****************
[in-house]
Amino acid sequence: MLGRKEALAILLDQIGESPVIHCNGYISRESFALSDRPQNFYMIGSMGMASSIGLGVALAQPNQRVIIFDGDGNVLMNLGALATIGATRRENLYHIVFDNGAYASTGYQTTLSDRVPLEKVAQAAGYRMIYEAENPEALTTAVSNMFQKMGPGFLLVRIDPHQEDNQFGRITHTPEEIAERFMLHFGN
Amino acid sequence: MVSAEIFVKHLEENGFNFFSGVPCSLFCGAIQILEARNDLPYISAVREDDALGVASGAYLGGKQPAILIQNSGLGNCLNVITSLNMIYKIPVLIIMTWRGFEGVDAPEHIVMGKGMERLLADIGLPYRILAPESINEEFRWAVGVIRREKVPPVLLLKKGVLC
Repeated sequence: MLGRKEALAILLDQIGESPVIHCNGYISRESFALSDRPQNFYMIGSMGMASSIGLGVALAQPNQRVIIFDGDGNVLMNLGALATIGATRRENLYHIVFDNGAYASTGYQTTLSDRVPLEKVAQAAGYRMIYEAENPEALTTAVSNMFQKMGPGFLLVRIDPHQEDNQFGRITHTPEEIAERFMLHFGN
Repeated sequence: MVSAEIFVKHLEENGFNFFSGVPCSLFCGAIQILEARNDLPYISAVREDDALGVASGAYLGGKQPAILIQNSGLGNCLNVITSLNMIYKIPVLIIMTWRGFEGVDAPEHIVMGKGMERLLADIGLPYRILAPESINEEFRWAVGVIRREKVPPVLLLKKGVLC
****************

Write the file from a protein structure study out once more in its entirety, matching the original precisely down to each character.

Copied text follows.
[in-house]
Amino acid sequence: MLGRKEALAILLDQIGESPVIHCNGYISRESFALSDRPQNFYMIGSMGMASSIGLGVALAQPNQRVIIFDGDGNVLMNLGALATIGATRRENLYHIVFDNGAYASTGYQTTLSDRVPLEKVAQAAGYRMIYEAENPEALTTAVSNMFQKMGPGFLLVRIDPHQEDNQFGRITHTPEEIAERFMLHFGN
Amino acid sequence: MVSAEIFVKHLEENGFNFFSGVPCSLFCGAIQILEARNDLPYISAVREDDALGVASGAYLGGKQPAILIQNSGLGNCLNVITSLNMIYKIPVLIIMTWRGFEGVDAPEHIVMGKGMERLLADIGLPYRILAPESINEEFRWAVGVIRREKVPPVLLLKKGVLC
Repeated sequence: MLGRKEALAILLDQIGESPVIHCNGYISRESFALSDRPQNFYMIGSMGMASSIGLGVALAQPNQRVIIFDGDGNVLMNLGALATIGATRRENLYHIVFDNGAYASTGYQTTLSDRVPLEKVAQAAGYRMIYEAENPEALTTAVSNMFQKMGPGFLLVRIDPHQEDNQFGRITHTPEEIAERFMLHFGN
Repeated sequence: MVSAEIFVKHLEENGFNFFSGVPCSLFCGAIQILEARNDLPYISAVREDDALGVASGAYLGGKQPAILIQNSGLGNCLNVITSLNMIYKIPVLIIMTWRGFEGVDAPEHIVMGKGMERLLADIGLPYRILAPESINEEFRWAVGVIRREKVPPVLLLKKGVLC